A Corporation and Alliance overhaul is still badly needed too, and it formed one of the original prongs in former Executive Producer Andie “CCP Seagull” Nordgren’s future development timeline for EVE. In addition to a much more straight-forward and visual system for corp access and roles, I’d love to see new specialised corp types and new ways to share corp assets (to automate a ship replacement programme, for example). While it may not breathe new life into the game or attract new players the way a flashy feature might, it would help the dedicated power players of EVE to provide a home for others and that would make new players more likely to stick in the long term.

EVE Online has grown over the years from a hostile PvP bloodfest in an embryonic universe into a mature sandbox with many of its biggest potential avenues for expansion now explored. The past 15 years have seen the addition of everything from tiny interceptors to massive capital ships, and from the incredible addition of unstable wormholes and uncharted space to EVE‘s less-than-stellar usage of planet surfaces and station interiors.

Each new layer of gameplay has built on the last, so many of these expansion avenues may never be fundamentally revised and the scope for big blockbuster features has narrowed. Blockbuster features is exactly what I think we’ll need over the next set of years to hang future expansion efforts on, though, especially if EVE is to continue lighting a fire under players the way some of its best expansions have. So where can EVE Online go from here in the long term, and where should it? Should it descend onto surface of planets, explore the inside of stations and ships of New Eden, or maybe even launch into deep space?

EVE Online expert Brendan ‘Nyphur’ Drain has been playing EVE for over a decade and writing the regular EVE Evolved column since 2008. The column covers everything from in-depth EVE guides and news breakdowns to game design discussions and opinion pieces. If there’s a topic you’d love to see covered, drop him a comment or send mail to brendan@massivelyop.com!

15
LEAVE A COMMENT

Please Login to comment
  Subscribe  
newest oldest most liked
Subscribe to:
Reader
Bango on Laurelin

Make faction warfare central to everything in high-sec – every player, every corp, every alliance has to declare loyalty to a faction in order to use their space. So if I want to operate in Amarr space, I am fair game to other players who are allied to Min/Gal etc – whether in hi, low or null. Of course that would render it impossible for a corp to war dev on another if they are both declared to the same faction – but of course it opens up far more opportunities for pvp across all sectors of space.

MaliceEVE
Reader
MaliceEVE

Currently is virtually impossible to make a big battle between large alliances / coalitions without server crashing or without an extreme time dilatation that makes everything almost unplayable.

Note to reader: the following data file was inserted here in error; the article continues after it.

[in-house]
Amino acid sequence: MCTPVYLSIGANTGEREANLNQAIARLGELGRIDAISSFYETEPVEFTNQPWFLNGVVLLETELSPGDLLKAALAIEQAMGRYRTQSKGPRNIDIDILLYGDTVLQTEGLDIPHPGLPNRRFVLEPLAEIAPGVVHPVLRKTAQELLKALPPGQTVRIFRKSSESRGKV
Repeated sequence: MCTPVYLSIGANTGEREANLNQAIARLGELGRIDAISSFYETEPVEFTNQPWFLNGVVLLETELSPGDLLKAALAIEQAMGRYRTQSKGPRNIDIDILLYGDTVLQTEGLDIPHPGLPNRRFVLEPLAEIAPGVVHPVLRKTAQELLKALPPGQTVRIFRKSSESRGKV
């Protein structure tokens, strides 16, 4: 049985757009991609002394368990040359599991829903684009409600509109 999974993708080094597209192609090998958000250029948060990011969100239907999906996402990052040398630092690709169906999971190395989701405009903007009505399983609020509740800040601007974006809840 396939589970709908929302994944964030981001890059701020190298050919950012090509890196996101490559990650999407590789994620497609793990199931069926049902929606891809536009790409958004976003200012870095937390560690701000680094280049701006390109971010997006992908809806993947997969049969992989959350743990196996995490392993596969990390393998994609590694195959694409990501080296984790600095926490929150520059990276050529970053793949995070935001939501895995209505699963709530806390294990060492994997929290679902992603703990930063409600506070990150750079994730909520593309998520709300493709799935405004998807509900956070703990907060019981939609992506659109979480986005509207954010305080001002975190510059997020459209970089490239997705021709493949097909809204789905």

And there is an almost constant abuse of ridiculous mechanics such as wormhole ragerolling, gate bumping, wardecs, cloak camping and so on.
Certainly not a game for casual players or newbies, and if you really want to try it, prepare to open your wallet for skill injectors, plex, multiple accounts, etc.

Reader
starbuck1771

The key would be to do away with forced PvP. A trader or miner can’t go into nulsec without being a target neither can an Alpha player. This has been an issue that has costed EVE a ton of players and potential subscribers over the years. The only way to solve this is make PvP 100% consensual.

Reader
Stovakor21

That is not what eve is.. and I disagree eve wouldn’t of lasted if it was a carebear game. my Girlfriend has been playing 3+ years and she hates pvp and she mines in nulsec just fine . You just got to put some effort in, be social & make friends. join a corporation .

Reader
Wilhelm Arcturus

I think once CCP can dump POSes, and we are a step closer to that as of today with the removal of navigation functions from them, we can expect to see the long needed corp and alliance rework. Those have always been tied to the complicated POS code, so once the faithful old POS is gone that will be open for improvement.

The problem is, as always, that a game as old as EVE Online just isn’t going to be able to attract enough new players to justify any huge feature work. MMORPGs that age are all about maintaining the installed base. They want to keep current players invested and get old hands to come back now and again for some nice little update. In that scenario you don’t make radical changes that will drive people away because they simply are not going to be replaced. There is no blue sky dream feature out there.

So we’ll get quality of life updates. Maybe they’ll fix faction warfare and war decs. I think a good NPE is probably an impossible dream. There is too much to teach a new player and a tutorial that draws out too long is as likely to get people to log off as anything. It is the social bonds that keeps the game going.